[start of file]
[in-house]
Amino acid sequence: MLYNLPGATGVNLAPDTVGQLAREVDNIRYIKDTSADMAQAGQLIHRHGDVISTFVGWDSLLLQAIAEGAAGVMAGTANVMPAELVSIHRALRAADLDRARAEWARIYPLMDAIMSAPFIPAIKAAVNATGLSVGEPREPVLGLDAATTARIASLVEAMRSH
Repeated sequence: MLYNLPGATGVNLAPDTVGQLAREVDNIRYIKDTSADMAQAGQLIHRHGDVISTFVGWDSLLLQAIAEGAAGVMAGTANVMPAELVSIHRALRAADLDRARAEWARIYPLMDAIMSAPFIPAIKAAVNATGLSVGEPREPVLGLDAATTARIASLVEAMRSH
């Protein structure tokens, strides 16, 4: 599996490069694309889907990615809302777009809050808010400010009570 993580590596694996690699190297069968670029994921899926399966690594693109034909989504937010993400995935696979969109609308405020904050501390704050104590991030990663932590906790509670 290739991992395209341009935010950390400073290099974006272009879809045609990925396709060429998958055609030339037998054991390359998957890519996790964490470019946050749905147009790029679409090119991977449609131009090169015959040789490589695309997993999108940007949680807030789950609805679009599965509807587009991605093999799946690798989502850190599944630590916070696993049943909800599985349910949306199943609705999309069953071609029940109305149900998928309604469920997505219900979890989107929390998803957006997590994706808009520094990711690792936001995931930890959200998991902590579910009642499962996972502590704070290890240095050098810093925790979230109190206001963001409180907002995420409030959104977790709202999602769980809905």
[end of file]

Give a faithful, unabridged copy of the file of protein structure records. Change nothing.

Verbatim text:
[in-house]
Amino acid sequence: MLYNLPGATGVNLAPDTVGQLAREVDNIRYIKDTSADMAQAGQLIHRHGDVISTFVGWDSLLLQAIAEGAAGVMAGTANVMPAELVSIHRALRAADLDRARAEWARIYPLMDAIMSAPFIPAIKAAVNATGLSVGEPREPVLGLDAATTARIASLVEAMRSH
Repeated sequence: MLYNLPGATGVNLAPDTVGQLAREVDNIRYIKDTSADMAQAGQLIHRHGDVISTFVGWDSLLLQAIAEGAAGVMAGTANVMPAELVSIHRALRAADLDRARAEWARIYPLMDAIMSAPFIPAIKAAVNATGLSVGEPREPVLGLDAATTARIASLVEAMRSH
């Protein structure tokens, strides 16, 4: 599996490069694309889907990615809302777009809050808010400010009570 993580590596694996690699190297069968670029994921899926399966690594693109034909989504937010993400995935696979969109609308405020904050501390704050104590991030990663932590906790509670 290739991992395209341009935010950390400073290099974006272009879809045609990925396709060429998958055609030339037998054991390359998957890519996790964490470019946050749905147009790029679409090119991977449609131009090169015959040789490589695309997993999108940007949680807030789950609805679009599965509807587009991605093999799946690798989502850190599944630590916070696993049943909800599985349910949306199943609705999309069953071609029940109305149900998928309604469920997505219900979890989107929390998803957006997590994706808009520094990711690792936001995931930890959200998991902590579910009642499962996972502590704070290890240095050098810093925790979230109190206001963001409180907002995420409030959104977790709202999602769980809905």